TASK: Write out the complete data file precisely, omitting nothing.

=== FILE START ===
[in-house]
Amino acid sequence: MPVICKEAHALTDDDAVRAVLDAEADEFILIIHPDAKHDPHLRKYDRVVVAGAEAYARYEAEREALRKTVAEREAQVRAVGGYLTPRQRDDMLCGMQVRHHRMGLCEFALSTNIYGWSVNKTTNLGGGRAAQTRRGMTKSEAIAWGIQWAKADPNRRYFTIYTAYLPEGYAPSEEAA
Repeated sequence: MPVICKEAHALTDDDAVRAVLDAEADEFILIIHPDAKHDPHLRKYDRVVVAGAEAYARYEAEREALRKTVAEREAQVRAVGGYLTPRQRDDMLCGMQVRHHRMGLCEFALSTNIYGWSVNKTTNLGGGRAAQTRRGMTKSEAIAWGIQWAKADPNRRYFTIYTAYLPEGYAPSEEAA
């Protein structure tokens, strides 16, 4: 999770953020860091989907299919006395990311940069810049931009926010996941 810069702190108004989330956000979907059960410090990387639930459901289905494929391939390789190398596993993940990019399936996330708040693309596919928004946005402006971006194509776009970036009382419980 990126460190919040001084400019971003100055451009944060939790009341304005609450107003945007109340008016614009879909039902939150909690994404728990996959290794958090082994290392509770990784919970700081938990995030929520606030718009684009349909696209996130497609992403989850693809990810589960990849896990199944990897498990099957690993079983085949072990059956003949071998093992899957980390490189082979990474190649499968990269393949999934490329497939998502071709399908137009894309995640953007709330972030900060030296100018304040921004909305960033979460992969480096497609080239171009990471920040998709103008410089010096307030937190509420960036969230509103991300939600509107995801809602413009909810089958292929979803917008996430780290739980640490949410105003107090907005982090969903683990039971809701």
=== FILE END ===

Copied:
[in-house]
Amino acid sequence: MPVICKEAHALTDDDAVRAVLDAEADEFILIIHPDAKHDPHLRKYDRVVVAGAEAYARYEAEREALRKTVAEREAQVRAVGGYLTPRQRDDMLCGMQVRHHRMGLCEFALSTNIYGWSVNKTTNLGGGRAAQTRRGMTKSEAIAWGIQWAKADPNRRYFTIYTAYLPEGYAPSEEAA
Repeated sequence: MPVICKEAHALTDDDAVRAVLDAEADEFILIIHPDAKHDPHLRKYDRVVVAGAEAYARYEAEREALRKTVAEREAQVRAVGGYLTPRQRDDMLCGMQVRHHRMGLCEFALSTNIYGWSVNKTTNLGGGRAAQTRRGMTKSEAIAWGIQWAKADPNRRYFTIYTAYLPEGYAPSEEAA
């Protein structure tokens, strides 16, 4: 999770953020860091989907299919006395990311940069810049931009926010996941 810069702190108004989330956000979907059960410090990387639930459901289905494929391939390789190398596993993940990019399936996330708040693309596919928004946005402006971006194509776009970036009382419980 990126460190919040001084400019971003100055451009944060939790009341304005609450107003945007109340008016614009879909039902939150909690994404728990996959290794958090082994290392509770990784919970700081938990995030929520606030718009684009349909696209996130497609992403989850693809990810589960990849896990199944990897498990099957690993079983085949072990059956003949071998093992899957980390490189082979990474190649499968990269393949999934490329497939998502071709399908137009894309995640953007709330972030900060030296100018304040921004909305960033979460992969480096497609080239171009990471920040998709103008410089010096307030937190509420960036969230509103991300939600509107995801809602413009909810089958292929979803917008996430780290739980640490949410105003107090907005982090969903683990039971809701």